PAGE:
To meet the specific needs of each supplier, Chipotle has worked on a variety of technology-based solutions. The company has purchased special printers that can be deployed on a supplier's production line, while others are manually applying tags to products as they are harvested and prepared for shipment to a neighboring restaurant. Typically, Chipotle has provided the necessary tag printers on the supplier's behalf, while that supplier purchases its own software.

"Every supplier is like a snowflake," London says, in terms of its unique environment and needs. "They all have their own software. They all have their constraints. They have their own things to consider." As a result, he adds, "For the most part, it's been released successfully. There've been a couple of folks that have struggled a little bit, but we're essentially 98 percent of the way there in terms of our suppliers."

How the Technology Works

At each restaurant, Chipotle's staff are equipped with handheld RFID readers that they use as goods are received. Each day, workers capture all tag IDs on newly received crates of food, which are linked to details about those products in the Mojix software. Traditionally, this process had required that workers scan barcodes, and it consumed approximately 30 to 45 minutes of labor time each day. Now, London says, that same task can be completed within seconds.

Carlos Londono

Carlos Londono

Once a day, staff members conduct inventory counts of critical items that have short expiration dates. In that way, they can be sure ingredients are used shortly after being received. On a weekly basis, the employees also conduct a full inventory count of all goods onsite. Both tasks are completed via an RFID reader, and workers can access the Mojix app on the device, trigger the inventory count and walk through the cooler or back room capturing tag IDs. The software updates the data and enables users to view which items have the nearest expiration dates, so that they can be used first.

The system can flag anything that might have already expired or been recalled, and those items can be located within seconds. In the coming months, London says, Chipotle plans to deploy the solution at its 19 distribution centers throughout the United States. "That's one of the next levels of evolution for us," he states. "We want to continue to push it up the supply chain, to eventually get to the distribution location, to the supplier and potentially even to the farm," so that tags can be read as soon as products are harvested or manufactured. Data can then be shared between members of the supply chain.

The restaurant has already gained some benefits, Londono reports, including increased efficiency at the restaurant level. "As soon as workers start using it," he says, "they absolutely love it," due to the time savings in inventory-counting tasks. For customers, he notes, "It means that the food is just as fresh as they would want." Because ingredients are less likely to go out of stock or expire before use, he adds, "It's going to translate into much better service at the restaurant level."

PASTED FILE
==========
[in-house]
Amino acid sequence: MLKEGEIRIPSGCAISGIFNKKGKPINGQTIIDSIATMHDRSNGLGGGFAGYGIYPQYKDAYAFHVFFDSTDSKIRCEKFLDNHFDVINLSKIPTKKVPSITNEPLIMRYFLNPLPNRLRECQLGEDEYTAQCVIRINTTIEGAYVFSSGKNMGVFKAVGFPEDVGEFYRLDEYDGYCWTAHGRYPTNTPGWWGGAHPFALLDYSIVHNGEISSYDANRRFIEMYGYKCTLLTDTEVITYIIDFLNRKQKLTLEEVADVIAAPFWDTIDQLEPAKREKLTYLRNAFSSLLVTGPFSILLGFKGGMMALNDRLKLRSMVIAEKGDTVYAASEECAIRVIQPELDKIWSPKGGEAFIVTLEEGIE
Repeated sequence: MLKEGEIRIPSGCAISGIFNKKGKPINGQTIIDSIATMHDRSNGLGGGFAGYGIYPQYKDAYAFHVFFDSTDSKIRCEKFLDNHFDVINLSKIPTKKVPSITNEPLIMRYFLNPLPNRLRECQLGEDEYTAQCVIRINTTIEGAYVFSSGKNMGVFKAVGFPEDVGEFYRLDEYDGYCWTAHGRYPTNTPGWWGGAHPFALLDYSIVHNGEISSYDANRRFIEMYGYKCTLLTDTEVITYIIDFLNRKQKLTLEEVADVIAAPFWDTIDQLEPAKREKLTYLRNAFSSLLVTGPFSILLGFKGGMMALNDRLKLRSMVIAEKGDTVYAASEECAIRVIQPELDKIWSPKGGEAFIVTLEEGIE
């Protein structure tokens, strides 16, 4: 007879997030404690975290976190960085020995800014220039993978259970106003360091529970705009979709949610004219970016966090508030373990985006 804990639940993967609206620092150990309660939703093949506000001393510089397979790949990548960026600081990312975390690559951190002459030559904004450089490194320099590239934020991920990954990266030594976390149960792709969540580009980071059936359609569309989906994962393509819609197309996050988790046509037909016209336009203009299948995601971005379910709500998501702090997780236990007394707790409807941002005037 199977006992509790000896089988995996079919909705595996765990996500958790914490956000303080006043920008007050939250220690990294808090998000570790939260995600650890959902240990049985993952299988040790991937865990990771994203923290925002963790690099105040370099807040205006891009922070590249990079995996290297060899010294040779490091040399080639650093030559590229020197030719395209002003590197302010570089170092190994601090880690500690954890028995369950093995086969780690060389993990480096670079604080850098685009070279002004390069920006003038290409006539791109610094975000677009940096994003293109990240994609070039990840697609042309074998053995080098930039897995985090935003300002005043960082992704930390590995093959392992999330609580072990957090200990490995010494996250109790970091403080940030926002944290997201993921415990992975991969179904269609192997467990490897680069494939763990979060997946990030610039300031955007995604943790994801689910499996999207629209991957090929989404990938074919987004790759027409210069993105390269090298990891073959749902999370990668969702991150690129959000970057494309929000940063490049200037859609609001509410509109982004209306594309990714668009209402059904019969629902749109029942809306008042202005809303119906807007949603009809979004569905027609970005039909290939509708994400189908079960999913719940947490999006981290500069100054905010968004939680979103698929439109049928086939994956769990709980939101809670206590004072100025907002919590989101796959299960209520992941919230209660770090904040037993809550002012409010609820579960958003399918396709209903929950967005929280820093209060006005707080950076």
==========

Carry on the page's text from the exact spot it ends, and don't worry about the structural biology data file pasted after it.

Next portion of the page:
Chipotle's deployment indicates the future for RFID solutions in the restaurant market, according to Chris Cassidy, Mojix's president. "This is predicated on food safety and quality, first and foremost," he says, "and driven by the compliance requirements of FSMA [Food Safety Modernization Act] 204." He reports that Chipotle has taken item-level intelligence beyond current compliance requirements with its use of RFID technology, adding, "The help of Mojix created true end-to-end supply chain visibility that drives inventory and replenishment optimization."

Looking to the Future

Cassidy expects more solutions like that ahead. "As demand for fresh food safety grows," he states, "and as consumer demand for food origination data also increases, Mojix is providing scalable solutions that leverage serialized data to drive actionable insights… from farm to fork." Mojix is partnering with Google to tap the power of artificial intelligence, Cassidy says, which will provide users with early detection, traceability, predictive analytics and recall management.

Chris Cassidy

Chris Cassidy

Chipotle may next look into tracking details such as sensor-based conditions, along with the locations of assets at each restaurant. Since RFID readers are already in use at every site, Londono predicts, the addition of tags will be relatively straightforward. "Now, all of a sudden, we have versatility to do a bunch of other things," he says, "and so we will eventually look at management of all the equipment in the restaurant. We think that these are the first steps of the journey, [but] there's a lot more to do."

In the meantime, the company is sharing its experience with other businesses, including its competitors, some of which tour Chipotle's sites to view the technology in action. During the end of the COVID-19 lockdowns, the chain leveraged its RFID solution to reduce the impact of supply chain issues. Londono recalls how some food-based factories ran short of supplies as they tried to ramp up production to meet demand, while others overshot their inventory targets.

"Customers were coming back to the restaurants in unexpected ways," Londono says, such as surges following new announcements from the Centers for Disease Control and Prevention, which could have left the chain unprepared to accommodate the sudden influx of hungry patrons. "Now, with RFID, we have 100 percent inventory accuracy, so every case that is in the restaurant will be accurate."


Key Takeaways:

  • Since piloting the technology in the Chicago area, Chipotle has found that RFID has improved its efficiency and helped to ensure products are consumed while fresh.
  • In the long term, the chain may further leverage the technology to attain asset- and sensor-based data regarding the conditions at restaurants or throughout the supply chain.